3 Tips for Scoring a Great Auto Insurance Rate With a Poor Driving Record

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Follow these tips to find your best auto insurance rate and get back out on the road.

If there's one thing all insurers hate, it's risk. That's why a few run-ins with traffic cops, deer, or another car can send a driver's auto insurance rates skyrocketing. Insurance companies see those individuals as riskier drivers, so they charge more for policies because they expect those drivers to file more claims.

Just about everyone knows that remaining accident-free is key to scoring cheap auto insurance, but that advice doesn't do much good when a driver already has a poor driving record. So try these tips instead.

1. Shop around

Every auto insurance company evaluates risk differently, which is why drivers get different rates from every company. Some insurers punish more for an accident than others, but the only way to find out which is which is to get quotes.

You can save yourself some time by having your car's VIN and the dates of your past accidents on hand. Most auto insurers will want to know this information to give you an accurate rate. You should also have some idea of how much car insurance coverage you're interested in. All states have minimum auto insurance requirements, but drivers may need to purchase more if they want to be fully protected.

2. Consider insurers that specialize in high-risk drivers

Drivers who can't score a decent rate with a traditional auto insurer like GEICO or State Farm should consider alternative companies that specialize in high-risk auto insurance. These include Safe Auto and The General.

Going with one of these companies isn't a guarantee that someone will find rates that rival those offered to drivers with clean records. High-risk drivers will probably still pay more than a driver with no accidents, regardless of the insurance company. But it may be possible to shave a few dollars a month off an insurance bill by going with one of these alternative insurance companies.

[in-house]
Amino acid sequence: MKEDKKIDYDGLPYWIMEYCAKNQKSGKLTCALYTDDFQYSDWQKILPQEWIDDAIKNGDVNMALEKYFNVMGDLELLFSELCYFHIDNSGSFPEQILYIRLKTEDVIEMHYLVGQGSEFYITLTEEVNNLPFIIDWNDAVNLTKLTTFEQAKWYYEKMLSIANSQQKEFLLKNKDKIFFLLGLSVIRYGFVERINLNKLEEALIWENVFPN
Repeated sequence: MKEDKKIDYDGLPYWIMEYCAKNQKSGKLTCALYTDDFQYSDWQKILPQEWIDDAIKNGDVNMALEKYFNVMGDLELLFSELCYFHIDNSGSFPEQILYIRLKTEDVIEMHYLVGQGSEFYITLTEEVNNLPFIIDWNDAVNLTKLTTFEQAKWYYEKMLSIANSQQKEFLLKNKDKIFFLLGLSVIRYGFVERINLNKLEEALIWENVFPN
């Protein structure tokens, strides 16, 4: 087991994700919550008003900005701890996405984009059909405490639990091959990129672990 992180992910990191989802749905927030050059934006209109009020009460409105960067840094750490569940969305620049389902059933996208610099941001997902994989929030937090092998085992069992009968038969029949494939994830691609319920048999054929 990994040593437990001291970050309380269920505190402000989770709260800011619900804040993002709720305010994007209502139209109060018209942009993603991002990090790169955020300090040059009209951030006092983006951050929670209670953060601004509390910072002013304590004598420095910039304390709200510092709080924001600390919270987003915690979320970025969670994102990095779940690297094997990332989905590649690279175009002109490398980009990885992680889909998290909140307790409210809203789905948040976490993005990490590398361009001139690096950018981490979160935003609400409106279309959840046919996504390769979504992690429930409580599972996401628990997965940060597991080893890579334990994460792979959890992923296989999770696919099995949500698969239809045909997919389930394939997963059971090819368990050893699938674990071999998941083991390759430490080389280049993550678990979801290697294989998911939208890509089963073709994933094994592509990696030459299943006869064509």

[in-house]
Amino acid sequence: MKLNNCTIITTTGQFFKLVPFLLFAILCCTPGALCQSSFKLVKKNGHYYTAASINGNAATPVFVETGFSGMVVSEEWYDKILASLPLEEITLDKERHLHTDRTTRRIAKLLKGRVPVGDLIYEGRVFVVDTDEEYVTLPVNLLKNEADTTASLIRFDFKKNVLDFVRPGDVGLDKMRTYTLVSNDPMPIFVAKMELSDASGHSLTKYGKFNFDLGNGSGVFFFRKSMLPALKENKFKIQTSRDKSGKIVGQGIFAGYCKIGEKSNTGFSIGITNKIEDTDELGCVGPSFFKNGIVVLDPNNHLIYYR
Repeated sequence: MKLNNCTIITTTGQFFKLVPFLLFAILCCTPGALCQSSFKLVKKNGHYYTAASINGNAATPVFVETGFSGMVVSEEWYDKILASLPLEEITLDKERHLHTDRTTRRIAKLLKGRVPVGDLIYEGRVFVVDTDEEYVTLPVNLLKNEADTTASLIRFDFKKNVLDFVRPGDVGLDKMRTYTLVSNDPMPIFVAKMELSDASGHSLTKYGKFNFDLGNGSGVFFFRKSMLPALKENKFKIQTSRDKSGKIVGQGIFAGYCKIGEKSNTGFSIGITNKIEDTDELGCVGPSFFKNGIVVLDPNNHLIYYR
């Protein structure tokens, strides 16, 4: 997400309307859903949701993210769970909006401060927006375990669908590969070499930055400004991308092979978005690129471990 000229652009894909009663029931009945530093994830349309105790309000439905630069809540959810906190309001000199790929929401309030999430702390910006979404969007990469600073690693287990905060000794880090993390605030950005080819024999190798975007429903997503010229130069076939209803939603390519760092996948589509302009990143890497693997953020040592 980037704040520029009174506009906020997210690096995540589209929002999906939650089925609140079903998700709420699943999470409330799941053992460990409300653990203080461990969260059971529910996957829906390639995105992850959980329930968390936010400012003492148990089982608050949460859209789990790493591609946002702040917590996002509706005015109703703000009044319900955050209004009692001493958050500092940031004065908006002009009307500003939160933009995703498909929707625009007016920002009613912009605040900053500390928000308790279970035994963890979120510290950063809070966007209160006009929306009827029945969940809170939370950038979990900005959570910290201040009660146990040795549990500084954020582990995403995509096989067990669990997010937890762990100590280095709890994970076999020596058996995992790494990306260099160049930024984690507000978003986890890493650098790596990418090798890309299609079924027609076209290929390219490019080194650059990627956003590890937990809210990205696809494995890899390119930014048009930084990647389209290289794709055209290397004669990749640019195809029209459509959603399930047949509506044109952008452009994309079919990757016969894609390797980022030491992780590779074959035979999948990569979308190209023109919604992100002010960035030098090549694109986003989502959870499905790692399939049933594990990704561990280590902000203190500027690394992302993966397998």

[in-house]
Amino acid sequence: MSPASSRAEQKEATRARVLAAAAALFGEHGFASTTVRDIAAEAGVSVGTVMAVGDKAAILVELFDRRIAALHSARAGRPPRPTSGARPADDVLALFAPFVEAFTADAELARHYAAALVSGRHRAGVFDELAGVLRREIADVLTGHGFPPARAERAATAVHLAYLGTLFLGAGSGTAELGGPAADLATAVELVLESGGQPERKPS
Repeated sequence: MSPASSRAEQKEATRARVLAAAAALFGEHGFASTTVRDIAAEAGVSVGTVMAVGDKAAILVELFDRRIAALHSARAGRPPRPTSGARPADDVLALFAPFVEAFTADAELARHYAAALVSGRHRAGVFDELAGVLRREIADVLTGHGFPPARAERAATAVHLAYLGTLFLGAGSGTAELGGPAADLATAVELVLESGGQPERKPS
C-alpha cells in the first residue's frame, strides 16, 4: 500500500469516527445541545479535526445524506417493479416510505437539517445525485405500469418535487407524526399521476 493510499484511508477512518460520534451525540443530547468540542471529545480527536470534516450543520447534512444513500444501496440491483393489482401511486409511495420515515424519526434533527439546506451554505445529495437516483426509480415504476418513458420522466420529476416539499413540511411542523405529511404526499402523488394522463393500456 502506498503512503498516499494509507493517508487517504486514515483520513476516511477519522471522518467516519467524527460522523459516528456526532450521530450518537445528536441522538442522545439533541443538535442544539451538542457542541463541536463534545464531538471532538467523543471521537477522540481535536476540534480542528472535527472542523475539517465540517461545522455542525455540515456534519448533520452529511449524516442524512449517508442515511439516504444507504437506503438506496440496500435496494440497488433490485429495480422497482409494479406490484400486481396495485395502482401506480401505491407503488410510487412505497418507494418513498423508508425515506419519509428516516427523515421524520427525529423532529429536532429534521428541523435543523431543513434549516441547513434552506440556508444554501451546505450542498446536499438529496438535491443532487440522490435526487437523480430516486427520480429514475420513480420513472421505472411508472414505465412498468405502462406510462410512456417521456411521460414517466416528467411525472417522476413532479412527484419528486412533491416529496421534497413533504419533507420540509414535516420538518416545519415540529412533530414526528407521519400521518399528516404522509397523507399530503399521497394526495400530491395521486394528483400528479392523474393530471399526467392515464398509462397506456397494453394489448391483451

Be careful not to fall for a scam. There are people out there who target drivers looking for cheap auto insurance rates, but in reality, they're just selling a piece of paper. If you try to file a claim, you won't receive any help. So drivers should do their research and make sure they're working with a legitimate company that's licensed in their state before purchasing a policy. Check with your state insurance department if you're not sure whether a company is a scam.

3. Look for discounts

Safe driving is only one of the things auto insurers will reward drivers for. There are plenty of other ways to score discounts on car insurance, including:

  • Bundle home and auto insurance
  • Pay the auto insurance bill in full
  • Sign up for autopay
  • Have an anti-theft device installed
  • Limit how often you drive

Insurers are increasingly offering discounts to drivers who volunteer to install a small device in their vehicles that tracks when and how they drive. This is another way for drivers with a poor driving record to demonstrate that they've turned over a new leaf. But it could also come back to bite a driver if they engage in risky behavior while driving. That could lead to higher rates the next time they try to renew their policy.

It doesn't hurt to reach out to the insurance company directly and inquire about all discounts available. And as a driver's record improves, it's a good idea to do this anyway. A driver may start to qualify for safe driver discounts eventually as long as they don't get in more accidents.

Don't give up

You're not doomed to pay sky-high prices for auto insurance for your entire life. Car accidents usually only stay on an auto insurance record for three to five years, depending on the insurance company. However, DUIs can remain on driving records for up to 10 years.

As old accidents start to fade into the past, they'll have less of an effect on current driving records until eventually, they don't matter at all anymore. Until then, drivers can follow the tips above and check around for better rates every time they're up for renewal.

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